Source: Sherman Publications

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After 80 years, Model T revisited
Local company produces authentic wood bodies for historic cars

by David Fleet

August 17, 2011

Larry Wallace works on a Model T body in his township garage. Photo by Patrick McAbee.
Atlas Twp.- It's been more than 80 years since the last Ford Model T rolled off the assembly line in Highland Park—where from 1909 to 1927 more than 15 million cars were produced. At least one estimate suggests more than 50,000 running Model Ts—in a variety of conditions, are still scattered across the country.

Area residents Warner Charles Maki, Larry Charles Wallace and Gary Charles Maki formed the "Charles Body Works," to recreate a unique part of Model T history in a local garage.

"Today the chassis to the Model Ts are still out there," said Wallace, a retired GM employee, who worked in paint, body shop, trim, chassis and final production for more than 31 years. "The steel and wooden bodies on the vehicles, however, have long since rusted. Roads were bad back then, that was very rough on cars. Most people did not have a garage; rather, the cars were left outside or in the barn."

Wallace said the Model Ts were soon outdated when the standard shift was produced.

"Then the cars just fell away," he said.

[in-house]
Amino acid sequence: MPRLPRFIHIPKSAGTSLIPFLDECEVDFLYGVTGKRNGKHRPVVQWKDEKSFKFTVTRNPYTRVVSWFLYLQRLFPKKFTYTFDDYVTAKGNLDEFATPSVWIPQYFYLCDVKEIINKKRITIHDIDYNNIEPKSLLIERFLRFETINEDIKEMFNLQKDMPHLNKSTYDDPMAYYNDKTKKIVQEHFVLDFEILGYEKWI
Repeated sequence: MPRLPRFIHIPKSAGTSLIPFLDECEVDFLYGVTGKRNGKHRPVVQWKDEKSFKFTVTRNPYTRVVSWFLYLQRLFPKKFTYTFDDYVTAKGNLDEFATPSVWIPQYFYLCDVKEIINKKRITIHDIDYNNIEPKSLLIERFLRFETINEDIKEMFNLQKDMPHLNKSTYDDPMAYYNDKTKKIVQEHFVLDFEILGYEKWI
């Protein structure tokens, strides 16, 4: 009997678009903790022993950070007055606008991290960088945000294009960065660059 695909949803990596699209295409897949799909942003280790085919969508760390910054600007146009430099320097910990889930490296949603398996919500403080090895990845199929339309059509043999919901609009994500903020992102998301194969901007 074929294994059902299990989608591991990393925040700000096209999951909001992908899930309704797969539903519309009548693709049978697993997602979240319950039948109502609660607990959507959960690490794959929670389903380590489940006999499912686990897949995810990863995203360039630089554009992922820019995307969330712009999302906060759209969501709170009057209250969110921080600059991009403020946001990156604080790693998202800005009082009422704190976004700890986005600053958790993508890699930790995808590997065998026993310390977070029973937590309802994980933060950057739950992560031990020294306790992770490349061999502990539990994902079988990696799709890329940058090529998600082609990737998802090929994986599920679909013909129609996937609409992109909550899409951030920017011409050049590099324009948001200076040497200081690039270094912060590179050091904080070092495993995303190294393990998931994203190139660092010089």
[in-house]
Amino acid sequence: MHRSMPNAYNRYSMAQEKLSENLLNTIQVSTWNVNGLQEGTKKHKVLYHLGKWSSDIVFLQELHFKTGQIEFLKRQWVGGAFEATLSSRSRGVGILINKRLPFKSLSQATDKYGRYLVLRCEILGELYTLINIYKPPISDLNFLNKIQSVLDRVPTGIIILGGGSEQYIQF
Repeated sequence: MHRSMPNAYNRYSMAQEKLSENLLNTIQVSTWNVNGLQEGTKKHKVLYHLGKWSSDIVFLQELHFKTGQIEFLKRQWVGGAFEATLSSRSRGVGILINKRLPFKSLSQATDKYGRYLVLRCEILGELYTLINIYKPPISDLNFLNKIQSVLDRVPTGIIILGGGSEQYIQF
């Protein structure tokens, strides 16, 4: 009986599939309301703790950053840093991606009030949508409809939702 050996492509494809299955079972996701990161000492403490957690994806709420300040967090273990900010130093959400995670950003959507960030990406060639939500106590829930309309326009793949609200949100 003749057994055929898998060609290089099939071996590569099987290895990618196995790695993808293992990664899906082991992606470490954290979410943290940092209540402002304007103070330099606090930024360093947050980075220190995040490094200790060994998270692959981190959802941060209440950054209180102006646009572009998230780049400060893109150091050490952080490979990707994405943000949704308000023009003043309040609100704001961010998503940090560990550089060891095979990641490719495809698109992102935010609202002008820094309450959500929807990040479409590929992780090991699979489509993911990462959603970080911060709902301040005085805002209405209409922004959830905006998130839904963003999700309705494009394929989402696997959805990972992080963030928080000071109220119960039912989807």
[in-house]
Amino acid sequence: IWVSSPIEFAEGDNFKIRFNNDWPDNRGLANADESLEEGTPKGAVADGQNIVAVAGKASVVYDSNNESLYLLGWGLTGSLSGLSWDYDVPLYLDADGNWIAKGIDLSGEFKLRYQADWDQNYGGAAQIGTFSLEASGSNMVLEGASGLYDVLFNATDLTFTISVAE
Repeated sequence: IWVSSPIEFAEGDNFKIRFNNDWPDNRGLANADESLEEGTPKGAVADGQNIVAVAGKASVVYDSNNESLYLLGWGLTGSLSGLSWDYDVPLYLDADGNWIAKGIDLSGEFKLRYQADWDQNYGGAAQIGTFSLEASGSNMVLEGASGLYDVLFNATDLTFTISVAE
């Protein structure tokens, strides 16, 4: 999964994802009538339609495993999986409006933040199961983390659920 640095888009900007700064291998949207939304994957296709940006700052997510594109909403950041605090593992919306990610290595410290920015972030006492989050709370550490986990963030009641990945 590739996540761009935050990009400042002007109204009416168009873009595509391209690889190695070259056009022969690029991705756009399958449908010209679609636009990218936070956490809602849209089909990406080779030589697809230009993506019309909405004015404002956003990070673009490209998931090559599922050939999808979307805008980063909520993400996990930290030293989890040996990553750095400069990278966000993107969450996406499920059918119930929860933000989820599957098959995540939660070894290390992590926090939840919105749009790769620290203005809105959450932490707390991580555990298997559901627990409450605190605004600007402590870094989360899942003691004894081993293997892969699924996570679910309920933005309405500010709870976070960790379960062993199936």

The deterioration of the Model T body left to the elements makes the recreation of the wooden body popular among collectors today, added Wallace.

An avid woodworker, Wallace purchased a set of plans to construct an after-market wood-bodied Model T Delivery Van, Depot Hack, and Huckster. Plans are also available for the Ford Model T C-Cab and Speedster.

"Back in the 1920s Ford would outsource the wooden bodies for his cars," he said. "You could order the body and have it put on a Model T chassis for about $650.

"In April 2009 we began construction on the wooden body," he said. "After the first body we cut production time down to about 250 hours. We spent about 400 hours on the first body, which are produced out of either red oak or ash.There's more ash available right now so thats been the primary material we've used."

Maki, a retired physics instructor from Grand Blanc High School, owned a complete 1924 Model T chassis, while Wallace had to acquire parts from a variety of sources.

Since then the company has completed about five car bodies.

"We adhere really close to the plans laid out by the York Company who created the prints," he said. "We do make some changes to the plans when a material is not available. Some parts have to be fabricated in the metal or a jig has to be produced to complete the plans."

Details: 810-620-5626.